Makes a nice lawn but crappy pastures however it might be an improvement over nutsedge.
If anybody caught me sprigging it I would have to tell them it was going to be a picnic area for the cows.
:lol:
Just an added note; His first post was that he had 9 acres. Now with shade he could put maybe 1 cow.
With 9 acres and cut down the trees, improve the pasture, maybe 3 and you be stretching it to raise 4 in Waller, Texas. I am 30 min. away and figure 1 cow per 4 acres on decent pasture.
 

4CTophand

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http://www2.ctahr.hawaii.edu/oc/freepub ... ustine.pdf

Rotational grazing
St. Augustinegrass can be used as a pasture grass, although
its herbage is considered to be of low quality,
declining with age. In southern Florida on organic soils,
livestock fed St. Augustinegrass had more gain per acre
than with bahiagrass or pangolagrass (digitgrass). In
another Florida study, a summary of 10 years of data
showed average animal consumption of about 60,000
lb/acre of green foliage containing about 9000 lb of total
digestible nutrients. Consider a grass-legume mixture
to improve forage quality and to improve vegetational
diversity in the farm
 

novatech

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4CTophand":16gmbhj0 said:
http://www2.ctahr.hawaii.edu/oc/freepubs/pdf/CoverCrops/StAugustine.pdf

Rotational grazing
St. Augustinegrass can be used as a pasture grass, although
its herbage is considered to be of low quality,
declining with age. In southern Florida on organic soils,
livestock fed St. Augustinegrass had more gain per acre
than with bahiagrass or pangolagrass (digitgrass). In
another Florida study, a summary of 10 years of data
showed average animal consumption of about 60,000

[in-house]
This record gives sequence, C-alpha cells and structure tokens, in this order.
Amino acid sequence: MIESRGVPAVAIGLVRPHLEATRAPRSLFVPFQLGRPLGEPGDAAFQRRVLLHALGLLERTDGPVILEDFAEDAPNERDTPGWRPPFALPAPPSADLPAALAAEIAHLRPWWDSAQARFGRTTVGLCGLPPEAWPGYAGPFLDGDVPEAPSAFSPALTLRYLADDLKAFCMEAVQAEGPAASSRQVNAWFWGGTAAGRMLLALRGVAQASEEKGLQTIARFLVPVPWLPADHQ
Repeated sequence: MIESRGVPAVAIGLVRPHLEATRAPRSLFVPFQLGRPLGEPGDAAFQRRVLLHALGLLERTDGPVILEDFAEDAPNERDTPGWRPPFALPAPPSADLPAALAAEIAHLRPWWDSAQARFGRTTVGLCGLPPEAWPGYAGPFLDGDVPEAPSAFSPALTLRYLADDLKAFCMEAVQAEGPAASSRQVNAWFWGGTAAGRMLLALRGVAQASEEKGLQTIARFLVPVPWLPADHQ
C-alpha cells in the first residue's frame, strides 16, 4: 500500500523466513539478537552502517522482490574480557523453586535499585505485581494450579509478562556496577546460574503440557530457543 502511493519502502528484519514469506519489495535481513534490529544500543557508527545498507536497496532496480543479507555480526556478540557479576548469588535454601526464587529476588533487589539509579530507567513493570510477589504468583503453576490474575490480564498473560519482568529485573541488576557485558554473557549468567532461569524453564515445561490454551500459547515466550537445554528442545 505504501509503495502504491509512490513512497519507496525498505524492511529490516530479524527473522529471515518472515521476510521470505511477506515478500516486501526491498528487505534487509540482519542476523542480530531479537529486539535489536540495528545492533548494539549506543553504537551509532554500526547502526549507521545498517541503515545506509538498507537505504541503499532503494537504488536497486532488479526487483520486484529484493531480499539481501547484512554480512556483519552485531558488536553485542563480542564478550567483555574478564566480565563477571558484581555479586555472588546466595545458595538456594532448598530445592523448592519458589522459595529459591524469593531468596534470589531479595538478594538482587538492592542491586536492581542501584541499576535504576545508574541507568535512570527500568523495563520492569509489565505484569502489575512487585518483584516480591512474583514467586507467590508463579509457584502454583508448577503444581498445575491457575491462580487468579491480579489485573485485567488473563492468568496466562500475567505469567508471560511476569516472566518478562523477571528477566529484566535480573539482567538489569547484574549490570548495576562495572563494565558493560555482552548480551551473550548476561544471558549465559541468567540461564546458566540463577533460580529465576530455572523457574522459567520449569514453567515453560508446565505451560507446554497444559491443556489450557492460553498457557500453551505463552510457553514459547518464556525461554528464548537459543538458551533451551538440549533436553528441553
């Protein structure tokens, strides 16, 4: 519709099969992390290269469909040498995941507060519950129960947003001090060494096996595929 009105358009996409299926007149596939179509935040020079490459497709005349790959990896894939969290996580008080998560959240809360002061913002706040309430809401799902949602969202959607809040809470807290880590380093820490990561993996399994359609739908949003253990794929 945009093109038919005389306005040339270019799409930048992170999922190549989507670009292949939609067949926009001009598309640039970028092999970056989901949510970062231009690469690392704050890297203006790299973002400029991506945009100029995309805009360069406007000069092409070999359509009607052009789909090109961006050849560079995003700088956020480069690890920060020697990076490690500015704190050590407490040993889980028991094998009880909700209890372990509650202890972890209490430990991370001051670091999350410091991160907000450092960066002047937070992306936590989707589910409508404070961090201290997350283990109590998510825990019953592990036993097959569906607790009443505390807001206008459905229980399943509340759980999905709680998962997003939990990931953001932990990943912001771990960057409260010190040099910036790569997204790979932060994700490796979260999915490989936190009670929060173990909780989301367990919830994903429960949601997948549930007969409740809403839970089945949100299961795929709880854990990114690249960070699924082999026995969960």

lb/acre of green foliage containing about 9000 lb of total
digestible nutrients. Consider a grass-legume mixture
to improve forage quality and to improve vegetational
diversity in the farm
I am certain there is more than one variety of St. Augustinegrass. I am just as certain that the people that wrote the article did not mean the the variety used for lawn is as good as what they were using. Around here when you mention St. Augustinegrass everyone assumes you are talking about carpet grass not some variety selected for a pasture. You did not mention it either. For several years I watched cattle being grazed on an unknown variety of St. Augustinegrass. It was later harvested for use in landscaping. That particular variety was not near as good as what the article spoke of.
As an added note I have St. Augustinegrass growing in a pasture adjacent to Bahia. The Bahia out grows it 10 to one.
You can even come see the combo in my yard. Te Bahia will take it over if I let it.
 
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erudel

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I have a total of 9 acres. 4 acres that are shaded, but the other five has a few trees and is covered in Bahia. Covered well enough to carry 6 cows over the summer of 2007 with rotating all the pastures (total of 4 pastures). It wasn't as good this summer due to lack of rain in July & August. I am looking to improve all of the pastures but I would like to focus on the 4 shaded acres this year. I have rye grass on all 9 acres now and rotating pasture every 7 to 10 days is working good at this time. I did not think of St. Augustinegrass for pastures but I would be afraid of lack of rain, just because we did not get much rain over the summer of this year. If I would have seeded it in 2007 I would have it running everywhere, but it was a good year for rain.

I know someone that uses clover that lives between Hockley & Cypress about 30 minutes south of me, but I do not know what kind of luck he is having with it.

Thanks for the suggestions. Let me know if you have any more.
 

novatech

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erudel":xd22ejot said:
I have a total of 9 acres. 4 acres that are shaded, but the other five has a few trees and is covered in Bahia. Covered well enough to carry 6 cows over the summer of 2007 with rotating all the pastures (total of 4 pastures). It wasn't as good this summer due to lack of rain in July & August. I am looking to improve all of the pastures but I would like to focus on the 4 shaded acres this year. I have rye grass on all 9 acres now and rotating pasture every 7 to 10 days is working good at this time. I did not think of St. Augustinegrass for pastures but I would be afraid of lack of rain, just because we did not get much rain over the summer of this year. If I would have seeded it in 2007 I would have it running everywhere, but it was a good year for rain.